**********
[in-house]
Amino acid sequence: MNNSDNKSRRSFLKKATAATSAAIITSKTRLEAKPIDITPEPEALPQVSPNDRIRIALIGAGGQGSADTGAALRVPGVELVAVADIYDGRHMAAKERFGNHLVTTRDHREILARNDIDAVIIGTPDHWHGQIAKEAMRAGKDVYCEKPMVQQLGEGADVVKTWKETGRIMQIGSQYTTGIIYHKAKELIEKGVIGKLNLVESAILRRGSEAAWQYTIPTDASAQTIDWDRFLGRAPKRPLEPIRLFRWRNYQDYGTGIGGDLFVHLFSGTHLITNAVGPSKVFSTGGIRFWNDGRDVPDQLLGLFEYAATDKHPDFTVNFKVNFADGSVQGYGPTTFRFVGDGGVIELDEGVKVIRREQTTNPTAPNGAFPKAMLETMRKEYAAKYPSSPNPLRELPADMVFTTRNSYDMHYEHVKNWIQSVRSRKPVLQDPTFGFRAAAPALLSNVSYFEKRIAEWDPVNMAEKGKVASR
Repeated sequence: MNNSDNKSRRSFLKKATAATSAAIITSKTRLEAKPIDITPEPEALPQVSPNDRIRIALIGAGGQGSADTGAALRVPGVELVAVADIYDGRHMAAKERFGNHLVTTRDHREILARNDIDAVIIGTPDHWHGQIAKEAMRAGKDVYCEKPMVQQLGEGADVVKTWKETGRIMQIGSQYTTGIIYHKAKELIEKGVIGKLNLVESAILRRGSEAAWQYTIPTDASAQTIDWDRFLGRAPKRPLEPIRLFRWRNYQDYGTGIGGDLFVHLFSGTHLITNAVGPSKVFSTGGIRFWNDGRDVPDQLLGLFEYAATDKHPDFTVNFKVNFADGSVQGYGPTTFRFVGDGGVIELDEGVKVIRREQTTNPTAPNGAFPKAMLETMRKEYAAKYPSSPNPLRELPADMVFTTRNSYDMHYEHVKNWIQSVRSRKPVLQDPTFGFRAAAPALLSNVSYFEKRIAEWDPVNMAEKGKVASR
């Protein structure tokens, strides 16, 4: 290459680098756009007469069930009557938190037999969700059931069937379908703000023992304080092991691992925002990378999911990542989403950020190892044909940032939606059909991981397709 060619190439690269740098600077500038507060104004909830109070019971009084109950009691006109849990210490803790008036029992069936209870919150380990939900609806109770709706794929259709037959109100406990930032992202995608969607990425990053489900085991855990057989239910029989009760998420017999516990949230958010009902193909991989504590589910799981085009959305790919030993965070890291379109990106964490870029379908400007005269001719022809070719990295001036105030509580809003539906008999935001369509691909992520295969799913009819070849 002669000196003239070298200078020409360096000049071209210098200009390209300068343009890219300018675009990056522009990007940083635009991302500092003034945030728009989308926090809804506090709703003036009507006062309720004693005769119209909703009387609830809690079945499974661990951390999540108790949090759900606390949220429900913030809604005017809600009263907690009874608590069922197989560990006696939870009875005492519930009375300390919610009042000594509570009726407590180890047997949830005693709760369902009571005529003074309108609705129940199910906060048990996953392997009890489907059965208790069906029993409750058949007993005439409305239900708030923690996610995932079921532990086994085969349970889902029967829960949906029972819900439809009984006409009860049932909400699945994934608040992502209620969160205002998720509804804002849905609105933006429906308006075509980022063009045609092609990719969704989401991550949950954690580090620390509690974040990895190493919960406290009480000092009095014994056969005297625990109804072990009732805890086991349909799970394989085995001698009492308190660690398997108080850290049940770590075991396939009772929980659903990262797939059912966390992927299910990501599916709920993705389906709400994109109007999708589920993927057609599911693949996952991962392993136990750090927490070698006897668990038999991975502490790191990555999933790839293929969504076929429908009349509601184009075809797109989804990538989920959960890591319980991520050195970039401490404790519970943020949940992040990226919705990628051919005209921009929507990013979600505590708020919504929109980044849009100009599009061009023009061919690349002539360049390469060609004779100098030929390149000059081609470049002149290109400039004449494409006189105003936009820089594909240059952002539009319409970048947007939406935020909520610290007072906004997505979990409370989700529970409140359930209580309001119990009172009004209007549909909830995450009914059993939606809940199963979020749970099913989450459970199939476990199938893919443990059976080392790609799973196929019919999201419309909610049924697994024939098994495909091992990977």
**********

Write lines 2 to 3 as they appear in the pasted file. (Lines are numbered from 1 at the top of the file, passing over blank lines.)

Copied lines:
Amino acid sequence: MNNSDNKSRRSFLKKATAATSAAIITSKTRLEAKPIDITPEPEALPQVSPNDRIRIALIGAGGQGSADTGAALRVPGVELVAVADIYDGRHMAAKERFGNHLVTTRDHREILARNDIDAVIIGTPDHWHGQIAKEAMRAGKDVYCEKPMVQQLGEGADVVKTWKETGRIMQIGSQYTTGIIYHKAKELIEKGVIGKLNLVESAILRRGSEAAWQYTIPTDASAQTIDWDRFLGRAPKRPLEPIRLFRWRNYQDYGTGIGGDLFVHLFSGTHLITNAVGPSKVFSTGGIRFWNDGRDVPDQLLGLFEYAATDKHPDFTVNFKVNFADGSVQGYGPTTFRFVGDGGVIELDEGVKVIRREQTTNPTAPNGAFPKAMLETMRKEYAAKYPSSPNPLRELPADMVFTTRNSYDMHYEHVKNWIQSVRSRKPVLQDPTFGFRAAAPALLSNVSYFEKRIAEWDPVNMAEKGKVASR
Repeated sequence: MNNSDNKSRRSFLKKATAATSAAIITSKTRLEAKPIDITPEPEALPQVSPNDRIRIALIGAGGQGSADTGAALRVPGVELVAVADIYDGRHMAAKERFGNHLVTTRDHREILARNDIDAVIIGTPDHWHGQIAKEAMRAGKDVYCEKPMVQQLGEGADVVKTWKETGRIMQIGSQYTTGIIYHKAKELIEKGVIGKLNLVESAILRRGSEAAWQYTIPTDASAQTIDWDRFLGRAPKRPLEPIRLFRWRNYQDYGTGIGGDLFVHLFSGTHLITNAVGPSKVFSTGGIRFWNDGRDVPDQLLGLFEYAATDKHPDFTVNFKVNFADGSVQGYGPTTFRFVGDGGVIELDEGVKVIRREQTTNPTAPNGAFPKAMLETMRKEYAAKYPSSPNPLRELPADMVFTTRNSYDMHYEHVKNWIQSVRSRKPVLQDPTFGFRAAAPALLSNVSYFEKRIAEWDPVNMAEKGKVASR